September 30 - October 2, 2018

 Raleigh, North Carolina, USA

On the Performance Cost of Secure Execution Environment

Yan Solihin
Charles N. Millican Chair Professor of Computer Science at University of Central Florida
Director for Cybersecurity and Privacy Cluster
IEEE Fellow

There is an increasing demand for the processor architecture to provide secure execution environment in various compute platforms including the cloud and Internet of Things (IoT) devices. Current secure execution environment suffers from two serious drawbacks. First, the threat model is incomplete, as evident in recent side channel attacks, leaving the system vulnerable to attacks. Furthermore, despite intensive research, providing secure execution environment for current threats is expensive, let alone for protecting against new threats. In this talk, I will discuss performance overheads of providing secure execution environment, and argue that it is one of the most important emerging hot workloads.


Yan Solihin is a Charles N. Millican Chair Professor of Computer Science at University of Central Florida, Director for Cybersecurity and Privacy Cluster, and an IEEE Fellow. He obtained his Ph.D. degree in computer science from the University of Illinois at Urbana-Champaign in 2002. He is a recipient of 2010 and 2005 IBM Faculty Partnership Award, 2004 NSF Faculty Early Career Award, and 1997 AT&T Leadership Award. He is well known for pioneering cache sharing fairness and Quality of Service (QoS), efficient counter mode memory encryption, and Bonsai Merkle Tree, which have significantly influenced Intel Cache Allocation Technology and Secure Guard eXtension (SGX) design. In 2017, he received IEEE Fellow “for contributions to shared cache hierarchies and secure processors”. He is listed in the HPCA Hall of Fame and ISCA Hall of Fame.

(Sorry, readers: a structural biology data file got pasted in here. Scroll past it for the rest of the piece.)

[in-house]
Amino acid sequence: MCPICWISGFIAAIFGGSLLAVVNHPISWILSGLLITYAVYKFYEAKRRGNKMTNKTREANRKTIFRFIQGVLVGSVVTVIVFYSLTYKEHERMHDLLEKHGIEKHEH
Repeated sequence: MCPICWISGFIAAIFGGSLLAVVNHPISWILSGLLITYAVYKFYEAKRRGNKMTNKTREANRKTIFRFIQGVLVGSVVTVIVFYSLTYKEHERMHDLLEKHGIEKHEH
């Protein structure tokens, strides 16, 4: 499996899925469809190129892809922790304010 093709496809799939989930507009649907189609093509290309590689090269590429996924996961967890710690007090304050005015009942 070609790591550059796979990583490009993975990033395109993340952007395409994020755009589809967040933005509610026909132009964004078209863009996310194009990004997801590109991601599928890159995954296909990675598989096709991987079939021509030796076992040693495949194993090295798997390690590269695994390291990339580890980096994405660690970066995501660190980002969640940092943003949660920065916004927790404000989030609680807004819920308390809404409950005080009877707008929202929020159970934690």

From 2015-2018, he was a Program Director at the Division of Computer and Network Systems (CNS) at the National Science Foundation. His responsibilities include managing the Secure and Trustworthy Cyberspace (SaTC), Computer Systems Research (CSR), and Scalability and Parallelism in the eXtreme (SPX). He co- founded the NSF/Intel Partnership on Foundational Microarchitecture Research (FoMR) program.

His research interests include computer architecture and systems for security. He has authored more than 90 journal/conference papers, 40 US patents, 2 graduate textbooks, and delivered 70+ invited talks/seminars, including several keynote presentations and multi-day tutorials. His research has received MICRO Best Paper Runner-up Award (2017), IEEE Micro Top Picks (2011), and several Best Paper nominations/finalists.